Teaching student Sean gives the rundown on how the latest Melbourne production of 'Death of a Salesman' provides a vision for rethinking education's role in society.
Tired of all the name-dropping of “pragmatism” in the field of education research, I cherish the luxury of a brief retreat to a piece of theatre, a slice of reality that is presented in an undemocratic and authoritative form where the audience must not taint the world with more human action. This experience is to discard what most John Dewey references in any journal of education feels to me: buzzy, slimy, complicit and substanceless. Its vision of student-centrism has become increasingly extreme that one wonders in reality, the classroom, or to use a concept that is “updated,” the learning environment, turns into a discursive and self-justified group malingering backed by self-perpetuating wealth. Taking no consideration of the fact that students, or should I say learners, and especially those of lesser privileged background, are besieged watertight with sensualist temptations after the lesson where the real learning ought to but seldom take place.
Moving on to theatre, whoever is watching across the stage does not need language. Harmonised by silence and attention, the moment they sit down they are steered into being one. They watch, again and again, how characters on stage externalise the internal and internalise the external using language, culminating in the precept that after the curtain falls, we are all a little more thoughtful when wielding our tongue. Gazing through the material interpretation of Dale Ferguson, a theatre set designer, in Australian theatre director Neil Armfield’s rendering of Arthur Miller’s Death of a Salesman, Albert Camus’ words are ever more true: theatre is a place of truth. Sadly, what we can add is that it is also a place where people rarely learn.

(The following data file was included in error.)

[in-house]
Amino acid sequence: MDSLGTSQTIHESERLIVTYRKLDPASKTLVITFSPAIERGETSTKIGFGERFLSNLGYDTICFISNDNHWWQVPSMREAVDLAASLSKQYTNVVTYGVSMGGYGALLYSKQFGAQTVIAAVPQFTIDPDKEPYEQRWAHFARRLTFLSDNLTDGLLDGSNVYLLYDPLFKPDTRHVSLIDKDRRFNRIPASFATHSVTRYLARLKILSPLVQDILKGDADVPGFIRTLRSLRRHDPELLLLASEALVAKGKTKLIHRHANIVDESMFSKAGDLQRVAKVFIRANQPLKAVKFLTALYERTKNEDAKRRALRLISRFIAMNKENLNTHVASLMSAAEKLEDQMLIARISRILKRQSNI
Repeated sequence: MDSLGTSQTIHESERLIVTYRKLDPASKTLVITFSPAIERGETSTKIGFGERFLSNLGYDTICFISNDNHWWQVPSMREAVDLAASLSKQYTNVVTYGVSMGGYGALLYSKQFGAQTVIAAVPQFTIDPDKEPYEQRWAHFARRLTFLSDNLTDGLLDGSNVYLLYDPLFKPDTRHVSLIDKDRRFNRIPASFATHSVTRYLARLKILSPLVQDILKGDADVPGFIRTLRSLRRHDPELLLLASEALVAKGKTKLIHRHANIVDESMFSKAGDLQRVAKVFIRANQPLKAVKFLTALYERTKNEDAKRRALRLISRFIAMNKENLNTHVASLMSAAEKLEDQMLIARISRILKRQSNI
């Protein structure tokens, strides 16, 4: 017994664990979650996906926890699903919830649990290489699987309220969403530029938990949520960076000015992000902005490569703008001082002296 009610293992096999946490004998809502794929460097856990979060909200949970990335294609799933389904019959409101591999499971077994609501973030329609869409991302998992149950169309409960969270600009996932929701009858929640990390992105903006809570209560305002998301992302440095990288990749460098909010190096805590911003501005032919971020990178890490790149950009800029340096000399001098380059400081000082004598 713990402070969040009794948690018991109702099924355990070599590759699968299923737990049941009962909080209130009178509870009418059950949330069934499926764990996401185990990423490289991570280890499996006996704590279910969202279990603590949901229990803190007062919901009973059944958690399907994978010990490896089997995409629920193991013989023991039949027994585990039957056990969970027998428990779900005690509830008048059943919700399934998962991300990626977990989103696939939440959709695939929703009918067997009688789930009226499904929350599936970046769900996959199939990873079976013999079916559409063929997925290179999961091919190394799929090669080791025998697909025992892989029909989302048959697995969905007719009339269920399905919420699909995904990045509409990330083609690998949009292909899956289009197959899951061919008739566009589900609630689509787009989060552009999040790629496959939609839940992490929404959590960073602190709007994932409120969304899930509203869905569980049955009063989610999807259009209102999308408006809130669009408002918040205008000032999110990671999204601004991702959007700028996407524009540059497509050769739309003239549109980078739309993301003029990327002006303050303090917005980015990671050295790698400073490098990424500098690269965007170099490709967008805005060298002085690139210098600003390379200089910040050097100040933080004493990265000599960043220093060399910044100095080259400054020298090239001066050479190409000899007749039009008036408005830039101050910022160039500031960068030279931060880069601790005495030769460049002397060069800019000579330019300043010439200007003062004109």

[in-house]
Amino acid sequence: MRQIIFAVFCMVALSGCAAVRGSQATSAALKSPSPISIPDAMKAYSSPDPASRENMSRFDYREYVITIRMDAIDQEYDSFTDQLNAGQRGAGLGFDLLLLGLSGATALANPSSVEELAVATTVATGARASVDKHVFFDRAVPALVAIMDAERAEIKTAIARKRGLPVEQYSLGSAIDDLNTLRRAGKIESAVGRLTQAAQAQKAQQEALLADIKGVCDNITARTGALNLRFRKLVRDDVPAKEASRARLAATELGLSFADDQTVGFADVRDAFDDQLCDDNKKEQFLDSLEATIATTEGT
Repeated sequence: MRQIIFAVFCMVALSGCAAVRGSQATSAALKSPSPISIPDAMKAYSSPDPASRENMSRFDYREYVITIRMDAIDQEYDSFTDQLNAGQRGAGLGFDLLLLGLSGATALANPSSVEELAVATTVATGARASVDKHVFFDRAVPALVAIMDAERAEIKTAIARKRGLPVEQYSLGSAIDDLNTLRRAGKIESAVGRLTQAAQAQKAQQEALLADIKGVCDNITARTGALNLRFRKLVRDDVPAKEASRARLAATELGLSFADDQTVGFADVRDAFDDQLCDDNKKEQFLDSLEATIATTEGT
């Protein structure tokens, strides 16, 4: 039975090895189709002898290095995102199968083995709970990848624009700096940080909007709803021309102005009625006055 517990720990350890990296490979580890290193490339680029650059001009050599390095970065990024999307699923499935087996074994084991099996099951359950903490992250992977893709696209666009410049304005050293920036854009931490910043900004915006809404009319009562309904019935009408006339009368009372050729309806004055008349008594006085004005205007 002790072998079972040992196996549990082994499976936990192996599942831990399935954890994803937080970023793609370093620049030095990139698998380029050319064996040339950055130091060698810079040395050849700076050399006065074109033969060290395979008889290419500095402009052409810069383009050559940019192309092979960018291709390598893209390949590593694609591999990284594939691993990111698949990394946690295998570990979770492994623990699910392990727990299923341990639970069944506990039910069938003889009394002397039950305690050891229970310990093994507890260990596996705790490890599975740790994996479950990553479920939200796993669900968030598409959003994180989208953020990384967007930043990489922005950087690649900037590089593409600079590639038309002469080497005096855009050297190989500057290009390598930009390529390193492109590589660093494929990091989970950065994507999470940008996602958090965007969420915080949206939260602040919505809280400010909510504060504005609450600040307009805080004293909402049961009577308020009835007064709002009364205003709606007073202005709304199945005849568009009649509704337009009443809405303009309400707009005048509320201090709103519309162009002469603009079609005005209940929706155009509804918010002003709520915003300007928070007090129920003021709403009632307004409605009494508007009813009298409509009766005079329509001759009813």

So, to rejuvenate learning that actually involves meaningful thinking and communal action, I propose we tentatively scratch some ideas of Hegelianism to be critical of the inherent Americanness of pragmatism. That is, to not misunderstand John Dewey so that the obsession of economic growth is loosen. Arthur Miller’s Death of a Salesman is the perfect play for this discussion since it deals poignantly with the American dream. Our theoretical premise for this discussion, of which voiced by Stephen Houlgate, a philosopher, of BBC4’s In Our Time - Hegel’s Philosophy of History: